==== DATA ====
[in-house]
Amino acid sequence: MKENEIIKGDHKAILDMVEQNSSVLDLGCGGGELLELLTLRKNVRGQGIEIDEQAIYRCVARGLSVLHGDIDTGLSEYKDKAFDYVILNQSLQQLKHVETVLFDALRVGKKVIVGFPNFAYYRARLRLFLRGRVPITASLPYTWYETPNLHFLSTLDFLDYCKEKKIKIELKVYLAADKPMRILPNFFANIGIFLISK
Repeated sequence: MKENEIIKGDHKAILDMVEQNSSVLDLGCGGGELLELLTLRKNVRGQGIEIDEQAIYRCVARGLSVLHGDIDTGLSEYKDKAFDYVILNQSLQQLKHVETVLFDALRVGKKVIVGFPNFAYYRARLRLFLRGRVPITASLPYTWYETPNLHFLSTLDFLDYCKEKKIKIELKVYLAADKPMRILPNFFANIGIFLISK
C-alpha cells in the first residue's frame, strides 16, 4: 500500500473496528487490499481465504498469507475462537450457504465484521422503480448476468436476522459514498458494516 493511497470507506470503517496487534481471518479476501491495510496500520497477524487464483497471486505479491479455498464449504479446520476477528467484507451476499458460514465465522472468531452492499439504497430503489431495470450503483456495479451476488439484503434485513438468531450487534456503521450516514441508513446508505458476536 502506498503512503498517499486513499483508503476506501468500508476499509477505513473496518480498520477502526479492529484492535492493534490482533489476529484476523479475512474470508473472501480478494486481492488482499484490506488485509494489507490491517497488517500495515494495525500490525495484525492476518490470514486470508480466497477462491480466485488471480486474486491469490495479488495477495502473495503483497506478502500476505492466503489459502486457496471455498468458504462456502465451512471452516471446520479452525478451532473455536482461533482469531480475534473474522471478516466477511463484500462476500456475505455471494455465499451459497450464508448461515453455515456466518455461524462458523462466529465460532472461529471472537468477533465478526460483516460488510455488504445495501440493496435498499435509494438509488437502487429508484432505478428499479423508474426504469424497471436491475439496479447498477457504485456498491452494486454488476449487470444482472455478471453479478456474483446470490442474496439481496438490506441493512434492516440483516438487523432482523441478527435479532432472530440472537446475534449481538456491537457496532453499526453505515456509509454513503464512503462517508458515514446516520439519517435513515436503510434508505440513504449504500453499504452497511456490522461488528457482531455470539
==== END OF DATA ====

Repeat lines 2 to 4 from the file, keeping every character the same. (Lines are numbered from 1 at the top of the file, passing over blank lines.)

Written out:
Amino acid sequence: MKENEIIKGDHKAILDMVEQNSSVLDLGCGGGELLELLTLRKNVRGQGIEIDEQAIYRCVARGLSVLHGDIDTGLSEYKDKAFDYVILNQSLQQLKHVETVLFDALRVGKKVIVGFPNFAYYRARLRLFLRGRVPITASLPYTWYETPNLHFLSTLDFLDYCKEKKIKIELKVYLAADKPMRILPNFFANIGIFLISK
Repeated sequence: MKENEIIKGDHKAILDMVEQNSSVLDLGCGGGELLELLTLRKNVRGQGIEIDEQAIYRCVARGLSVLHGDIDTGLSEYKDKAFDYVILNQSLQQLKHVETVLFDALRVGKKVIVGFPNFAYYRARLRLFLRGRVPITASLPYTWYETPNLHFLSTLDFLDYCKEKKIKIELKVYLAADKPMRILPNFFANIGIFLISK
C-alpha cells in the first residue's frame, strides 16, 4: 500500500473496528487490499481465504498469507475462537450457504465484521422503480448476468436476522459514498458494516 493511497470507506470503517496487534481471518479476501491495510496500520497477524487464483497471486505479491479455498464449504479446520476477528467484507451476499458460514465465522472468531452492499439504497430503489431495470450503483456495479451476488439484503434485513438468531450487534456503521450516514441508513446508505458476536 502506498503512503498517499486513499483508503476506501468500508476499509477505513473496518480498520477502526479492529484492535492493534490482533489476529484476523479475512474470508473472501480478494486481492488482499484490506488485509494489507490491517497488517500495515494495525500490525495484525492476518490470514486470508480466497477462491480466485488471480486474486491469490495479488495477495502473495503483497506478502500476505492466503489459502486457496471455498468458504462456502465451512471452516471446520479452525478451532473455536482461533482469531480475534473474522471478516466477511463484500462476500456475505455471494455465499451459497450464508448461515453455515456466518455461524462458523462466529465460532472461529471472537468477533465478526460483516460488510455488504445495501440493496435498499435509494438509488437502487429508484432505478428499479423508474426504469424497471436491475439496479447498477457504485456498491452494486454488476449487470444482472455478471453479478456474483446470490442474496439481496438490506441493512434492516440483516438487523432482523441478527435479532432472530440472537446475534449481538456491537457496532453499526453505515456509509454513503464512503462517508458515514446516520439519517435513515436503510434508505440513504449504500453499504452497511456490522461488528457482531455470539